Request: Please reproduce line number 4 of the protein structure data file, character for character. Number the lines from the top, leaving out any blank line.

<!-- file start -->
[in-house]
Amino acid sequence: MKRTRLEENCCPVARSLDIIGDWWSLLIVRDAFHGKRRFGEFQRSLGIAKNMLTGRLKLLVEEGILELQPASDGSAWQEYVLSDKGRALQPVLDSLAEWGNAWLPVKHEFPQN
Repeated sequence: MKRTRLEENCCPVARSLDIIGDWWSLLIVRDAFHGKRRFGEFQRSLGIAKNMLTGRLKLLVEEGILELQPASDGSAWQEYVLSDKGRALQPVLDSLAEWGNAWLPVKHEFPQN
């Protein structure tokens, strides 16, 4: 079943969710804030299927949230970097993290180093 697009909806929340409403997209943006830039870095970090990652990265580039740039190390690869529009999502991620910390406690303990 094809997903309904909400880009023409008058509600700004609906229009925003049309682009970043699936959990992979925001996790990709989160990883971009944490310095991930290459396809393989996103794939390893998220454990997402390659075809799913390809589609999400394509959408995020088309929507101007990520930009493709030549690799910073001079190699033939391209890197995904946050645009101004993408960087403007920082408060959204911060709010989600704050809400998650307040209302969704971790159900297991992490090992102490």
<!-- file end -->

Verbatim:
């Protein structure tokens, strides 16, 4: 079943969710804030299927949230970097993290180093 697009909806929340409403997209943006830039870095970090990652990265580039740039190390690869529009999502991620910390406690303990 094809997903309904909400880009023409008058509600700004609906229009925003049309682009970043699936959990992979925001996790990709989160990883971009944490310095991930290459396809393989996103794939390893998220454990997402390659075809799913390809589609999400394509959408995020088309929507101007990520930009493709030549690799910073001079190699033939391209890197995904946050645009101004993408960087403007920082408060959204911060709010989600704050809400998650307040209302969704971790159900297991992490090992102490």